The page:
How Designers Deal With An Increasingly Homogeneous Industry

- Oct 07, 2020-


 More and more senior designers express this kind of views, leading to more and more new generation designers rejecting big brands whose goal is to chase profits. In recent years, some independent young brands have emerged. They give priority to creative freedom and do not take profit and rapid growth as their main goals (this does not mean that they abandon these pillars of business survival).


 Simon Porte Jacquemus is a typical case. This year marks the 10th anniversary of his brand. He told WWD that sales in 2019 are expected to exceed 20 million euros. Despite rumors that big brands offered high-paying hiring, he still refused, preferring to do things his own way. On the eve of his SS20 spectacle event, he told Vogue: "I always say,'I don't need a big brand, my big brand is Jacquemus'. I keep talking, and it's getting louder and louder." This event was held. The ground is a lavender field, one hour away from his Provence hometown. "My mission is to become a symbol of generations, not only to consider the future of the earth, but also to pursue happiness that is not defined by having a lot of money."


 This pursuit of a more comprehensive understanding of the idea of success was reflected in an Instagram post in October. In this post, Jacquemus talked about his absence from the Paris Fashion Week event schedule. "We all have a lot of questions about ourselves, and this tendency is even worse at this special moment of our lives. I understand who I want to be and the company I want to lead." He concluded by saying, "Je ne veux pas grossir , mais grandir", which translates to "I don't want to gain weight, I want to grow up."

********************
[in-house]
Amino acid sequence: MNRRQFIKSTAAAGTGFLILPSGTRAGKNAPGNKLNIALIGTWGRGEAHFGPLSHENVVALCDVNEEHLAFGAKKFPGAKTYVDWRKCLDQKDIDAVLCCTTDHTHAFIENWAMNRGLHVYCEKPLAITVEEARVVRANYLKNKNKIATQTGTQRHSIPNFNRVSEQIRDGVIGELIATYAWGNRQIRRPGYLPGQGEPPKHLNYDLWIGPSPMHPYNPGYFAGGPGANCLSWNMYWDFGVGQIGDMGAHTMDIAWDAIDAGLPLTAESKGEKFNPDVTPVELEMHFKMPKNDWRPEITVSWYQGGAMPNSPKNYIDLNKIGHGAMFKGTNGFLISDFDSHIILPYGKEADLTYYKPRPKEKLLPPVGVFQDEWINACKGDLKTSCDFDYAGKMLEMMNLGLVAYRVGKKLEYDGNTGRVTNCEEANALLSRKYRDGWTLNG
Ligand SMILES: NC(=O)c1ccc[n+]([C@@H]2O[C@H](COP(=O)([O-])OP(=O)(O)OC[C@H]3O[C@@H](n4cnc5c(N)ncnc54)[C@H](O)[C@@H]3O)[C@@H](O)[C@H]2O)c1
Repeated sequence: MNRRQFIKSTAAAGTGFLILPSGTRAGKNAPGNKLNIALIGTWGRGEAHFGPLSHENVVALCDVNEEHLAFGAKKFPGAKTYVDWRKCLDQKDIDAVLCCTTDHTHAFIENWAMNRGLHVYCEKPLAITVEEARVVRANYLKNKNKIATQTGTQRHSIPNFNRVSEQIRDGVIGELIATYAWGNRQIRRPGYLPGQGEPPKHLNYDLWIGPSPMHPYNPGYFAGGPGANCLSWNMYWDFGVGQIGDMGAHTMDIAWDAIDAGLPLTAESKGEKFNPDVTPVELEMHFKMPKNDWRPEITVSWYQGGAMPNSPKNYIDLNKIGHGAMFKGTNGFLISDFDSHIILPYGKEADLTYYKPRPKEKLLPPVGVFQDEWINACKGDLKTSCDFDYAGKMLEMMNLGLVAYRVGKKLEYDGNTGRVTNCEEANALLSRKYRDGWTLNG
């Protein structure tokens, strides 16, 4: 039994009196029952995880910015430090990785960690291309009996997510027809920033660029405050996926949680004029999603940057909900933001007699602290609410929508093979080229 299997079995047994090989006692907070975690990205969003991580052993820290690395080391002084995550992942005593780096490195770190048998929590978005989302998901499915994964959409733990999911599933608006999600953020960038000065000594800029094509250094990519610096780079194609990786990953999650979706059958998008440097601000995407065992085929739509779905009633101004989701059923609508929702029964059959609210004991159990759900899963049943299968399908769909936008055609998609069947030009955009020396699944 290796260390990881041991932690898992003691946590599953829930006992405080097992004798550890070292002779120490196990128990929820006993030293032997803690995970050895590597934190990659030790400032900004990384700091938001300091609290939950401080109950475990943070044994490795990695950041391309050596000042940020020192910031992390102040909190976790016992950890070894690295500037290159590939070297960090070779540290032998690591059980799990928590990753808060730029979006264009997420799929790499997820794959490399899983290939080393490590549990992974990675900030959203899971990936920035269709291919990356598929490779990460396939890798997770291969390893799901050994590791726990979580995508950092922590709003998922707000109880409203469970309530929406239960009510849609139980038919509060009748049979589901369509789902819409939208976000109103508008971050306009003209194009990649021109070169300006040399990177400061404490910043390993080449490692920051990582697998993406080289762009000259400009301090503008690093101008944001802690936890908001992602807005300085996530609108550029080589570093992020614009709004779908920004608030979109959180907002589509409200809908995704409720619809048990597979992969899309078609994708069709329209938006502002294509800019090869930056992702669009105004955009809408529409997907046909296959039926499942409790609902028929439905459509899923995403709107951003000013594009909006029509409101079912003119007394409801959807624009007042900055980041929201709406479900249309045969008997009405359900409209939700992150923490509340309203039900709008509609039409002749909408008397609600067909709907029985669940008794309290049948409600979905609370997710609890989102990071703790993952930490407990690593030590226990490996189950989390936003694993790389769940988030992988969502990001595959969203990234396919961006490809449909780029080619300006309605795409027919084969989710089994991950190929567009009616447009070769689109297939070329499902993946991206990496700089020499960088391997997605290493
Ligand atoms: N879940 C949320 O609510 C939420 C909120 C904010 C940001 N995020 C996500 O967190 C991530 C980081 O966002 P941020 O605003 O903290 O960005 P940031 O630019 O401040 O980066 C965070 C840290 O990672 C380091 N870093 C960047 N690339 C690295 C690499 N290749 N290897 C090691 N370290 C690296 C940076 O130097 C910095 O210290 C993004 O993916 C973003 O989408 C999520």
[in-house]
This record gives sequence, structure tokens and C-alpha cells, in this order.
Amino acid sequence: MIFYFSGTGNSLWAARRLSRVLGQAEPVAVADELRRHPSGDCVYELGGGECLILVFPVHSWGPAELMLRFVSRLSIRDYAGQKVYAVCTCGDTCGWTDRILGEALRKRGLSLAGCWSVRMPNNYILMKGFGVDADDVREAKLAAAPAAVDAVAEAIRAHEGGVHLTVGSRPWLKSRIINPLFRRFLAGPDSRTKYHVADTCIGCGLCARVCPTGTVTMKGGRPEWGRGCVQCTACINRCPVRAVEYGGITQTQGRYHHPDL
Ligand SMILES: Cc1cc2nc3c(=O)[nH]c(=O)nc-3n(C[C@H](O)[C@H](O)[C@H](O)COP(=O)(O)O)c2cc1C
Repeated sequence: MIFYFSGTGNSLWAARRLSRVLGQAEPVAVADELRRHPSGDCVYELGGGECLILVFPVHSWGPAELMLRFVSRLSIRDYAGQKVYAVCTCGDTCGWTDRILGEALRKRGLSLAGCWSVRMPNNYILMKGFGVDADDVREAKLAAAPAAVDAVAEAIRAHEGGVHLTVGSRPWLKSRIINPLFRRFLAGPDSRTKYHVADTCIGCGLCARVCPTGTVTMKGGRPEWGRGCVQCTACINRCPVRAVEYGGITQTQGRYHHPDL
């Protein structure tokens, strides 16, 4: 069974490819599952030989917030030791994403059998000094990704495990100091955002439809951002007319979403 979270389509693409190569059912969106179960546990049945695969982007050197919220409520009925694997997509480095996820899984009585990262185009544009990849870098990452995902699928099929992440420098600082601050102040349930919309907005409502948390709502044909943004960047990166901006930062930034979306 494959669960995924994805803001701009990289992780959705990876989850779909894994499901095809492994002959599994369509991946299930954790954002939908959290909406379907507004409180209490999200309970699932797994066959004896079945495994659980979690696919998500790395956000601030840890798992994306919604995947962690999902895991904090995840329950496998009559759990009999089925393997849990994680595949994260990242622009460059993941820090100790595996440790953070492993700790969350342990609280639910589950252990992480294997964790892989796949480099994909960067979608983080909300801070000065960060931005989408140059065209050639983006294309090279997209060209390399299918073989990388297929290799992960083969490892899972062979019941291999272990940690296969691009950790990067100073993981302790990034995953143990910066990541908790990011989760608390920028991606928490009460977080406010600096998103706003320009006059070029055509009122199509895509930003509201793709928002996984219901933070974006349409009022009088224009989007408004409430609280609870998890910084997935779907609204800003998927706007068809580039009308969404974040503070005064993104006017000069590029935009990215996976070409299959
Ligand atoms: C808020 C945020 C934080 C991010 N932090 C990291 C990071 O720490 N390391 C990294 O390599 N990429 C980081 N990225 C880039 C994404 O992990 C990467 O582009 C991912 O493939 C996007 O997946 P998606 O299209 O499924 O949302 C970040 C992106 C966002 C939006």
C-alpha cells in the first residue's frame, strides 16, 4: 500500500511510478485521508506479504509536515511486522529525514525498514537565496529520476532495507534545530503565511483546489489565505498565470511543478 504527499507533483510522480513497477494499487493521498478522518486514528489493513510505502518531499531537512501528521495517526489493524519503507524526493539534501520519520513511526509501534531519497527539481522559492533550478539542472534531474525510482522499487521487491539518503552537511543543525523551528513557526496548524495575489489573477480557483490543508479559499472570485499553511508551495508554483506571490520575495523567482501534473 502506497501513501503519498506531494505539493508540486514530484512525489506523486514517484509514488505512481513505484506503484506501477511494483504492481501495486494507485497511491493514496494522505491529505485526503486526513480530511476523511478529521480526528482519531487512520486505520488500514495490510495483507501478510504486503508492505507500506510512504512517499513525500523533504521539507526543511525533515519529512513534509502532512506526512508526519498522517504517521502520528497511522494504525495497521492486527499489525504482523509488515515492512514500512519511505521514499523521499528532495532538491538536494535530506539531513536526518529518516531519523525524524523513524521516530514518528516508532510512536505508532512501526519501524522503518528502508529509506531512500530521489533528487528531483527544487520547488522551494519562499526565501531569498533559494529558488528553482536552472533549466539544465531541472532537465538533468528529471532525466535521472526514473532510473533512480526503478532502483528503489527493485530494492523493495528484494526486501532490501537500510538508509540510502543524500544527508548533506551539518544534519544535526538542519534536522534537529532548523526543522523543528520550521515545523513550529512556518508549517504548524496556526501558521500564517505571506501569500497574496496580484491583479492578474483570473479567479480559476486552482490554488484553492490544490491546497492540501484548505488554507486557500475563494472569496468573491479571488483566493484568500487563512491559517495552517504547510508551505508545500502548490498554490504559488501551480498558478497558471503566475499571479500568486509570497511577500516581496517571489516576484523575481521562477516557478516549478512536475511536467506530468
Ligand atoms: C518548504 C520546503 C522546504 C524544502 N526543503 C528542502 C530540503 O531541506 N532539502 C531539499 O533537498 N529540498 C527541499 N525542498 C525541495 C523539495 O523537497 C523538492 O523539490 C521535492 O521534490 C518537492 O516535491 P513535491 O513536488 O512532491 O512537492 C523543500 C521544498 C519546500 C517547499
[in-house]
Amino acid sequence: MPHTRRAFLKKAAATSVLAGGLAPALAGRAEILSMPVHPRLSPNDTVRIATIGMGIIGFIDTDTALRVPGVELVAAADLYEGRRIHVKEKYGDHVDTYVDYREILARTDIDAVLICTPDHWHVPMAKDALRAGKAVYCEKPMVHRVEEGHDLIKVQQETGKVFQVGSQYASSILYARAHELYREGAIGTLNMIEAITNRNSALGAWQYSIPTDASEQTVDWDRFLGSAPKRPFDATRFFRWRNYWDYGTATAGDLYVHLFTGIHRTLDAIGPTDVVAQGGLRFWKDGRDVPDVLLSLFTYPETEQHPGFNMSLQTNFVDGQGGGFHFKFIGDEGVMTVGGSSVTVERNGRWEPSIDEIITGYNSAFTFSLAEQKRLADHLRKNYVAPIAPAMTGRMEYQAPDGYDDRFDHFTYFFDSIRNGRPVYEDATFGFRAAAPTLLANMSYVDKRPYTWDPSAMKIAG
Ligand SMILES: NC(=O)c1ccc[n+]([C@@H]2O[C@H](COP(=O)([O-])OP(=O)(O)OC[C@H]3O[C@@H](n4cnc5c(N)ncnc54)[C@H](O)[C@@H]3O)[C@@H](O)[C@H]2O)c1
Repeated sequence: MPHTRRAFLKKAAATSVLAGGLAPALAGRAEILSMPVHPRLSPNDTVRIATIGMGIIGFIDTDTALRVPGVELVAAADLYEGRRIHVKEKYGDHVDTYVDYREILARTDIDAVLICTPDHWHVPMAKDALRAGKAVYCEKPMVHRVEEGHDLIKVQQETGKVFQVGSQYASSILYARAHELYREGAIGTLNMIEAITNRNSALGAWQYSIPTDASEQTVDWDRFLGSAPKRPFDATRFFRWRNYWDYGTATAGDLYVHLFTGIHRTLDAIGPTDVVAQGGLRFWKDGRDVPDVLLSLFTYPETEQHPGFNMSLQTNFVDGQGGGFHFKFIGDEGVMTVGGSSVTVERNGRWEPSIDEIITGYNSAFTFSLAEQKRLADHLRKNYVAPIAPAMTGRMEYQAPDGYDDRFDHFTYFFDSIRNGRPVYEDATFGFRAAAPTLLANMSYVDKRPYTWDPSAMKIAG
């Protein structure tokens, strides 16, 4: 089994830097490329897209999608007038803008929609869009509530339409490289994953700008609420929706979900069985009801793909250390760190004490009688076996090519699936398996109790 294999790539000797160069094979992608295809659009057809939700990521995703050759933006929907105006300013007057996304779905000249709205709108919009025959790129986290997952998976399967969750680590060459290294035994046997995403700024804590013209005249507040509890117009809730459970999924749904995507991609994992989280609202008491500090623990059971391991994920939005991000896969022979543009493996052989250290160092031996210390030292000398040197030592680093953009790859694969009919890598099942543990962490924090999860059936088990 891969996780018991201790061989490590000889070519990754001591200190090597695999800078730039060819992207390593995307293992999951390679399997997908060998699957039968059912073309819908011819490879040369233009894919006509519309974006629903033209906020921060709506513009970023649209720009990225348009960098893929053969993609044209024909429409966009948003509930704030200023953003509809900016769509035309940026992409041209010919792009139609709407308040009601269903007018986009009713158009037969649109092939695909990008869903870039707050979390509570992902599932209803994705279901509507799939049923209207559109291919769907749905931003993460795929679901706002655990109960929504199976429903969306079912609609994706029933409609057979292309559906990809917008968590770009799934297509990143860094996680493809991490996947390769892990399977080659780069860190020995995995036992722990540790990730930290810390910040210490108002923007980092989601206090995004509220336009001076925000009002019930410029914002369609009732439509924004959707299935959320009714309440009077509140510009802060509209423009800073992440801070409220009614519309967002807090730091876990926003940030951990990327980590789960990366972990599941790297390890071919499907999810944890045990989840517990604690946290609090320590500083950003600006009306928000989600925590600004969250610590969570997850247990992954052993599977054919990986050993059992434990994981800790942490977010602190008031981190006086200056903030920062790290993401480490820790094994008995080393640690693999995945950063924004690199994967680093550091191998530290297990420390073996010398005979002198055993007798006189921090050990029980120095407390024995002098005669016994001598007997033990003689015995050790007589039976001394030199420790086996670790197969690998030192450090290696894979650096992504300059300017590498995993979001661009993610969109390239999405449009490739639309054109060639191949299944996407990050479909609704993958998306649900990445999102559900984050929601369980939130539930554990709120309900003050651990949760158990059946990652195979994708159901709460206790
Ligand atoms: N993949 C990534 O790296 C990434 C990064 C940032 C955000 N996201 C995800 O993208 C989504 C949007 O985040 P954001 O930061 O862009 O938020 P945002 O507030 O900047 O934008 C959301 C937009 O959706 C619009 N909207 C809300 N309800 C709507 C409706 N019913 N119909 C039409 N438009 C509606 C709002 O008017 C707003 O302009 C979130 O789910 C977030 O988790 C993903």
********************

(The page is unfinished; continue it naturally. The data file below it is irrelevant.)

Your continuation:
So, where does the designer go next?


 Simons's high style has many meanings, and he is the first person to explain this unresolved industry dilemma. He hinted that the company should shift its focus and advocate design re-emphasis on emotion and intuition. He believes: "Fashion has been turning to a new system." Now, he believes that many brands are too "timeliness, focusing only on commercial benefits." The result is "commercialization makes fashion a very flat business. For me Brand, I hope to maintain that typical emotion, which is what I am constantly seeking."


 His final conclusion is simple. This sentimental sentiment will undoubtedly resonate with every designer: "I just want to make clothes." This is also a clear reminder to the fashion industry not to ignore the value of creativity.


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